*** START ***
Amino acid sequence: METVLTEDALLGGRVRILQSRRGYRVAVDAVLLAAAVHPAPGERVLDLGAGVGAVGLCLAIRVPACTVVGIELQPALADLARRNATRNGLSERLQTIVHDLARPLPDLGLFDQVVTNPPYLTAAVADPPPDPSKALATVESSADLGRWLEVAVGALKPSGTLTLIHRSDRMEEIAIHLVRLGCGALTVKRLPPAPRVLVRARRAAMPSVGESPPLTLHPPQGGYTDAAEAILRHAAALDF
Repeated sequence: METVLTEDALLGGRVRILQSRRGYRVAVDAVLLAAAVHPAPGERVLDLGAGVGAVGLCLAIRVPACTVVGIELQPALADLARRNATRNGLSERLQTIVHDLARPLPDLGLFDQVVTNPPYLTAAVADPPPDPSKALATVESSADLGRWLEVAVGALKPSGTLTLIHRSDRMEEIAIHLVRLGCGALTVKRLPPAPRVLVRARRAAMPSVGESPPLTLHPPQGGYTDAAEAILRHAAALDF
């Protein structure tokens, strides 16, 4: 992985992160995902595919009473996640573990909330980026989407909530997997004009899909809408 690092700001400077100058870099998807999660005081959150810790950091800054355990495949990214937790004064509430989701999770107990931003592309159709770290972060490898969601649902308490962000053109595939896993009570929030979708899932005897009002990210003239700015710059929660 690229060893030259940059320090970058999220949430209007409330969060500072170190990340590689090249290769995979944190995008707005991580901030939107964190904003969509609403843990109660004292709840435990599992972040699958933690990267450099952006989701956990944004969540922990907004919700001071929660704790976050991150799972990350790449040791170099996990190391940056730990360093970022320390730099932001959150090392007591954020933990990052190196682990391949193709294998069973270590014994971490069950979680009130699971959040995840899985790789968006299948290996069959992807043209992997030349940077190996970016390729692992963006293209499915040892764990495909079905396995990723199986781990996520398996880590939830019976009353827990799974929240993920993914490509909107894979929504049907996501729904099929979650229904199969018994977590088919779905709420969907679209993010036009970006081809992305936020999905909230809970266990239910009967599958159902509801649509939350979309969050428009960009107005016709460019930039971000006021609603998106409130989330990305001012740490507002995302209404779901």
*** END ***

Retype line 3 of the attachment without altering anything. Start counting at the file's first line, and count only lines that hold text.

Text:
């Protein structure tokens, strides 16, 4: 992985992160995902595919009473996640573990909330980026989407909530997997004009899909809408 690092700001400077100058870099998807999660005081959150810790950091800054355990495949990214937790004064509430989701999770107990931003592309159709770290972060490898969601649902308490962000053109595939896993009570929030979708899932005897009002990210003239700015710059929660 690229060893030259940059320090970058999220949430209007409330969060500072170190990340590689090249290769995979944190995008707005991580901030939107964190904003969509609403843990109660004292709840435990599992972040699958933690990267450099952006989701956990944004969540922990907004919700001071929660704790976050991150799972990350790449040791170099996990190391940056730990360093970022320390730099932001959150090392007591954020933990990052190196682990391949193709294998069973270590014994971490069950979680009130699971959040995840899985790789968006299948290996069959992807043209992997030349940077190996970016390729692992963006293209499915040892764990495909079905396995990723199986781990996520398996880590939830019976009353827990799974929240993920993914490509909107894979929504049907996501729904099929979650229904199969018994977590088919779905709420969907679209993010036009970006081809992305936020999905909230809970266990239910009967599958159902509801649509939350979309969050428009960009107005016709460019930039971000006021609603998106409130989330990305001012740490507002995302209404779901």